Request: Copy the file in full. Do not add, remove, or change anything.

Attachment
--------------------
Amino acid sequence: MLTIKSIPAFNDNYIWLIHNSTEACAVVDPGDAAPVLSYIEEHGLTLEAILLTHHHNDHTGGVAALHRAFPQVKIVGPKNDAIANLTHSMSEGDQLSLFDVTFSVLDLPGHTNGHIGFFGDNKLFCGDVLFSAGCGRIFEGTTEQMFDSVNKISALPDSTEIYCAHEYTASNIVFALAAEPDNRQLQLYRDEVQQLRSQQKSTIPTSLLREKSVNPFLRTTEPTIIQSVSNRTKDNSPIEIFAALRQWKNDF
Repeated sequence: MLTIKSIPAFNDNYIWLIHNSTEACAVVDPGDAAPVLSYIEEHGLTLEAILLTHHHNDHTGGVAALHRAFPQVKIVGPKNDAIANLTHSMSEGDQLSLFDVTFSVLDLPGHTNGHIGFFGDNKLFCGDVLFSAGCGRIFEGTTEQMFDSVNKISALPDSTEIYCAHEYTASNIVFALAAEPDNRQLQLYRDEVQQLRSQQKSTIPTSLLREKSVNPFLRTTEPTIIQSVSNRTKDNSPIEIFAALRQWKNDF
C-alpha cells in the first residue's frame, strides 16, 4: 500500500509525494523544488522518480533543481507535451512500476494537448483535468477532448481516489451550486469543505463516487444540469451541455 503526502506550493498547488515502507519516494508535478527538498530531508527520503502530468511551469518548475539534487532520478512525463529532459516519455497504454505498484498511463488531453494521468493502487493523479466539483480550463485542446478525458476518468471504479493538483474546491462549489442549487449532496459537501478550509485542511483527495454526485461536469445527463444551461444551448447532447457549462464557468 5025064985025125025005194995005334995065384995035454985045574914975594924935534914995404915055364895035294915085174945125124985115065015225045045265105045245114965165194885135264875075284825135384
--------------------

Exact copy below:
Amino acid sequence: MLTIKSIPAFNDNYIWLIHNSTEACAVVDPGDAAPVLSYIEEHGLTLEAILLTHHHNDHTGGVAALHRAFPQVKIVGPKNDAIANLTHSMSEGDQLSLFDVTFSVLDLPGHTNGHIGFFGDNKLFCGDVLFSAGCGRIFEGTTEQMFDSVNKISALPDSTEIYCAHEYTASNIVFALAAEPDNRQLQLYRDEVQQLRSQQKSTIPTSLLREKSVNPFLRTTEPTIIQSVSNRTKDNSPIEIFAALRQWKNDF
Repeated sequence: MLTIKSIPAFNDNYIWLIHNSTEACAVVDPGDAAPVLSYIEEHGLTLEAILLTHHHNDHTGGVAALHRAFPQVKIVGPKNDAIANLTHSMSEGDQLSLFDVTFSVLDLPGHTNGHIGFFGDNKLFCGDVLFSAGCGRIFEGTTEQMFDSVNKISALPDSTEIYCAHEYTASNIVFALAAEPDNRQLQLYRDEVQQLRSQQKSTIPTSLLREKSVNPFLRTTEPTIIQSVSNRTKDNSPIEIFAALRQWKNDF
C-alpha cells in the first residue's frame, strides 16, 4: 500500500509525494523544488522518480533543481507535451512500476494537448483535468477532448481516489451550486469543505463516487444540469451541455 503526502506550493498547488515502507519516494508535478527538498530531508527520503502530468511551469518548475539534487532520478512525463529532459516519455497504454505498484498511463488531453494521468493502487493523479466539483480550463485542446478525458476518468471504479493538483474546491462549489442549487449532496459537501478550509485542511483527495454526485461536469445527463444551461444551448447532447457549462464557468 5025064985025125025005194995005334995065384995035454985045574914975594924935534914995404915055364895035294915085174945125124985115065015225045045265105045245114965165194885135264875075284825135384